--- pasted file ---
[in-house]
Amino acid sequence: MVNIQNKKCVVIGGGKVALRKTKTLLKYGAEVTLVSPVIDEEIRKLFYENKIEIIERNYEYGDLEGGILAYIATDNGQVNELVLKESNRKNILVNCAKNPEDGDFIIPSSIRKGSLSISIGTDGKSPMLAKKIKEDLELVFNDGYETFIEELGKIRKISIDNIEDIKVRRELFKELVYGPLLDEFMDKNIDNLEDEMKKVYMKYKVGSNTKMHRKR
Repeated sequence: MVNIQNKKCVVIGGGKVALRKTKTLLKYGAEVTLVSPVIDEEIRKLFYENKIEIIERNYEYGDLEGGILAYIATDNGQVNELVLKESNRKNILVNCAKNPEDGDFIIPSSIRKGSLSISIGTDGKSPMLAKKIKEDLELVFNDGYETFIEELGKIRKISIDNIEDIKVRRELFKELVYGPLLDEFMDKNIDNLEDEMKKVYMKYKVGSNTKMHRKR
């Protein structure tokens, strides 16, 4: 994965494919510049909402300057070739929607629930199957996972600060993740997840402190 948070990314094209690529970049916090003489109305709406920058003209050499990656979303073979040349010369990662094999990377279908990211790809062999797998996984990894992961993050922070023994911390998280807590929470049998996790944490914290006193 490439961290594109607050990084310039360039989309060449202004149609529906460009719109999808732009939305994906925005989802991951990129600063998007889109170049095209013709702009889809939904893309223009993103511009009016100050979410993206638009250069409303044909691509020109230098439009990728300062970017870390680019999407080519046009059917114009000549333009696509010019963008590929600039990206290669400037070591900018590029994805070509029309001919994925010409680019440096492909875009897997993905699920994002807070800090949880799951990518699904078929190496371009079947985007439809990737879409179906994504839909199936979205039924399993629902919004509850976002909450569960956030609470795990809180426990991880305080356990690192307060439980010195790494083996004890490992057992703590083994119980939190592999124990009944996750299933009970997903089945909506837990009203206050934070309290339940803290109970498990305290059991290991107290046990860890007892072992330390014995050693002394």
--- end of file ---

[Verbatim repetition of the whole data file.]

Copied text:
[in-house]
Amino acid sequence: MVNIQNKKCVVIGGGKVALRKTKTLLKYGAEVTLVSPVIDEEIRKLFYENKIEIIERNYEYGDLEGGILAYIATDNGQVNELVLKESNRKNILVNCAKNPEDGDFIIPSSIRKGSLSISIGTDGKSPMLAKKIKEDLELVFNDGYETFIEELGKIRKISIDNIEDIKVRRELFKELVYGPLLDEFMDKNIDNLEDEMKKVYMKYKVGSNTKMHRKR
Repeated sequence: MVNIQNKKCVVIGGGKVALRKTKTLLKYGAEVTLVSPVIDEEIRKLFYENKIEIIERNYEYGDLEGGILAYIATDNGQVNELVLKESNRKNILVNCAKNPEDGDFIIPSSIRKGSLSISIGTDGKSPMLAKKIKEDLELVFNDGYETFIEELGKIRKISIDNIEDIKVRRELFKELVYGPLLDEFMDKNIDNLEDEMKKVYMKYKVGSNTKMHRKR
């Protein structure tokens, strides 16, 4: 994965494919510049909402300057070739929607629930199957996972600060993740997840402190 948070990314094209690529970049916090003489109305709406920058003209050499990656979303073979040349010369990662094999990377279908990211790809062999797998996984990894992961993050922070023994911390998280807590929470049998996790944490914290006193 490439961290594109607050990084310039360039989309060449202004149609529906460009719109999808732009939305994906925005989802991951990129600063998007889109170049095209013709702009889809939904893309223009993103511009009016100050979410993206638009250069409303044909691509020109230098439009990728300062970017870390680019999407080519046009059917114009000549333009696509010019963008590929600039990206290669400037070591900018590029994805070509029309001919994925010409680019440096492909875009897997993905699920994002807070800090949880799951990518699904078929190496371009079947985007439809990737879409179906994504839909199936979205039924399993629902919004509850976002909450569960956030609470795990809180426990991880305080356990690192307060439980010195790494083996004890490992057992703590083994119980939190592999124990009944996750299933009970997903089945909506837990009203206050934070309290339940803290109970498990305290059991290991107290046990860890007892072992330390014995050693002394």